ASH: Eli Lilly plots 'ambitious' cancer program after sharing early BTK data

Eli Lilly shared early clinical data on the BTK inhibitor it acquired with Loxo Oncology—and the numbers have Lilly outlining plans for “an ambitious comprehensive development program."

Lilly’s new commitment is based on results from a phase 1/2 that had enrolled 28 heavily pretreated patients as of the cutoff and assigned them to receive one of five doses of LOXO-305. Lilly shared the data Sunday at the 2019 American Society of Hematology annual meeting.

Among the 16 chronic lymphocytic leukemia (CLL) patients in the trial, Lilly recorded eight partial responses and two partial responses with ongoing lymphocytosis, and all 10 are still benefiting from the therapy. As only 13 of the CLL patients were evaluable, Lilly put the objective response rate (ORR) at 77%.

And those responses came in patients who'd failed on a series of previous treatments. On average, the CLL patients had received four prior rounds of systemic therapy. Three-quarters of the patients had previously taken at least one BTK inhibitor, such as AbbVie and Johnson & Johnson’s Imbruvica. 

Lilly and Loxo enrolled a similarly hard-to-treat set of mantle cell lymphoma (MCL) patients. In that 8-patient subgroup, Lilly saw one complete response and two partial responses. With only six of the MCL patients eligible for response assessment, Lilly put the ORR at 50%.

When coupled with a safety and tolerability profile featuring two grade three or higher adverse events attributable to LOXO-305, Lilly saw the efficacy data as a big, albeit early, plus for the drug's prospects.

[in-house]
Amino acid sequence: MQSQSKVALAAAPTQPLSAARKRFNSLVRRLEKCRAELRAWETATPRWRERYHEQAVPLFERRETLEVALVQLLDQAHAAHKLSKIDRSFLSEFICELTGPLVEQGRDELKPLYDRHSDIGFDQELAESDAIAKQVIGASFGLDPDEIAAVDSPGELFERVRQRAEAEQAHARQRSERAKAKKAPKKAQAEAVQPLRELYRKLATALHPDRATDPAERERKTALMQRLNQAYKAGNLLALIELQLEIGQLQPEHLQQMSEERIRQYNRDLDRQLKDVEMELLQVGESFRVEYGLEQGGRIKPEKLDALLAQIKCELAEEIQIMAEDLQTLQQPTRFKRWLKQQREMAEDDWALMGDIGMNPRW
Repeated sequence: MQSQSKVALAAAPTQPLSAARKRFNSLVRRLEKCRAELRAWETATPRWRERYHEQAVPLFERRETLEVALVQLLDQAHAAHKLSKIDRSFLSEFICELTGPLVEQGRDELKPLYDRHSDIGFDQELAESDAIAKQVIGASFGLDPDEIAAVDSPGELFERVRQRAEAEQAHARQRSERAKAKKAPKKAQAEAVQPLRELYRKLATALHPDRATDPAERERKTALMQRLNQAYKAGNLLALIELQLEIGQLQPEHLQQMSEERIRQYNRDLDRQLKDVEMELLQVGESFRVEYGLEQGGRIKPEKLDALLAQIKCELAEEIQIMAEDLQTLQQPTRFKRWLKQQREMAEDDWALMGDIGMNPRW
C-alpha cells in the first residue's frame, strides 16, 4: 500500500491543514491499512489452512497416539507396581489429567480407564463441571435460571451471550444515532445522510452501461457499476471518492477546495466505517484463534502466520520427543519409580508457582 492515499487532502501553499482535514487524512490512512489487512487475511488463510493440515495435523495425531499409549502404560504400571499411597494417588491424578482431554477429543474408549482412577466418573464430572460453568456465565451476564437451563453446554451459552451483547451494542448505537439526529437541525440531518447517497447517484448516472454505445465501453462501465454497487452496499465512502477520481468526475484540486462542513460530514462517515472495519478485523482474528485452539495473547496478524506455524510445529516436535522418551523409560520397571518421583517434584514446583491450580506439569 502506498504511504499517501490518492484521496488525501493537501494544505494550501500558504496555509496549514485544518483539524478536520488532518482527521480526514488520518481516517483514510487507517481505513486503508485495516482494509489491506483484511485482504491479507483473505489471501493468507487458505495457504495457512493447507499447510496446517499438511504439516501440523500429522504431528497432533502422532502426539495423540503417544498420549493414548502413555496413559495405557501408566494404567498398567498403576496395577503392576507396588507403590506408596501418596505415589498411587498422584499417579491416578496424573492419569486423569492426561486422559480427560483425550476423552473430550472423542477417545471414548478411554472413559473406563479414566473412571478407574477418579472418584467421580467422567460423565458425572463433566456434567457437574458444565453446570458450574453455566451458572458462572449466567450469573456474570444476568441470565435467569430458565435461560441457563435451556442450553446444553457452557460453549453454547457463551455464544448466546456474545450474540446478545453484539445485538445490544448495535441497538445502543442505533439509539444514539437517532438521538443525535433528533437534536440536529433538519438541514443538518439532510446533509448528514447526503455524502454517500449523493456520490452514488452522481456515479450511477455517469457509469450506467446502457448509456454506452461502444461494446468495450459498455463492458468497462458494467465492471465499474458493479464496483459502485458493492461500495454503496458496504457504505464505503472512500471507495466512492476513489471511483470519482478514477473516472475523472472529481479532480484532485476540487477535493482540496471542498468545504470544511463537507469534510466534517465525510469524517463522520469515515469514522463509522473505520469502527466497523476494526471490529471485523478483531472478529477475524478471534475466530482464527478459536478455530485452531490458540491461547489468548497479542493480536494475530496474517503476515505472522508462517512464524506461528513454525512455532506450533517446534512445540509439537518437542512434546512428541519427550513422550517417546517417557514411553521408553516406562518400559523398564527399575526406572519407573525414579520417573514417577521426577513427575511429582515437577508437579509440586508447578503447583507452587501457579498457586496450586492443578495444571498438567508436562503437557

“Put simply, LOXO-305 has exceeded our expectations. LOXO-305’s wide therapeutic index allows us to plan and implement an ambitious comprehensive development program, one that includes combination regimens that exploit the drug’s selectivity profile,” Jacob Van Naarden, chief operating officer of Loxo Oncology at Lilly, said in a statement.

Those comments may cause a few regrets at Redx Pharma, which was forced to sell the drug to Loxo for $40 million in 2017 to escape a debt crisis. The agreement was devoid of milestones or royalties. 

For Lilly, the plans for LOXO-305 create a focal point for its new-look cancer group. Thursday, Lilly said it is combining the oncology wing of its research laboratories with Loxo, the biotech it bought for $8 billion earlier this year. The resulting group, named Loxo Oncology at Lilly, will be run by three members of the Loxo C-suite.